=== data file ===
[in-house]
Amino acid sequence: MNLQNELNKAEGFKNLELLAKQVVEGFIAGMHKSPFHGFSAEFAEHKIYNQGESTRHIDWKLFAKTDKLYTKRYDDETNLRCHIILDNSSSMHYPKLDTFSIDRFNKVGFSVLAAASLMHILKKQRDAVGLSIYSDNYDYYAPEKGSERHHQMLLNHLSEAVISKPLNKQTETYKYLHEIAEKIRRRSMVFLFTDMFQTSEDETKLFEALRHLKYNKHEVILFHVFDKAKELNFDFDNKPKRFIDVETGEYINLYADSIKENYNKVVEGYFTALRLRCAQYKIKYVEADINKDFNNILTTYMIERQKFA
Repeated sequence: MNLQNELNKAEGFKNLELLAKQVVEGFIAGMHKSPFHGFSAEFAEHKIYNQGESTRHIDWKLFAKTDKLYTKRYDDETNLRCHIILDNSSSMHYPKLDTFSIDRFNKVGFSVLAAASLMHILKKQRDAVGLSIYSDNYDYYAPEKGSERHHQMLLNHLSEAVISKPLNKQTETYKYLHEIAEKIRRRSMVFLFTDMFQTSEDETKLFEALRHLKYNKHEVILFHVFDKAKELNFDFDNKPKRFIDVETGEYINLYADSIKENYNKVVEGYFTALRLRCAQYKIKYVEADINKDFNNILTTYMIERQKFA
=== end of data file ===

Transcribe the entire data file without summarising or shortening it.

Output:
[in-house]
Amino acid sequence: MNLQNELNKAEGFKNLELLAKQVVEGFIAGMHKSPFHGFSAEFAEHKIYNQGESTRHIDWKLFAKTDKLYTKRYDDETNLRCHIILDNSSSMHYPKLDTFSIDRFNKVGFSVLAAASLMHILKKQRDAVGLSIYSDNYDYYAPEKGSERHHQMLLNHLSEAVISKPLNKQTETYKYLHEIAEKIRRRSMVFLFTDMFQTSEDETKLFEALRHLKYNKHEVILFHVFDKAKELNFDFDNKPKRFIDVETGEYINLYADSIKENYNKVVEGYFTALRLRCAQYKIKYVEADINKDFNNILTTYMIERQKFA
Repeated sequence: MNLQNELNKAEGFKNLELLAKQVVEGFIAGMHKSPFHGFSAEFAEHKIYNQGESTRHIDWKLFAKTDKLYTKRYDDETNLRCHIILDNSSSMHYPKLDTFSIDRFNKVGFSVLAAASLMHILKKQRDAVGLSIYSDNYDYYAPEKGSERHHQMLLNHLSEAVISKPLNKQTETYKYLHEIAEKIRRRSMVFLFTDMFQTSEDETKLFEALRHLKYNKHEVILFHVFDKAKELNFDFDNKPKRFIDVETGEYINLYADSIKENYNKVVEGYFTALRLRCAQYKIKYVEADINKDFNNILTTYMIERQKFA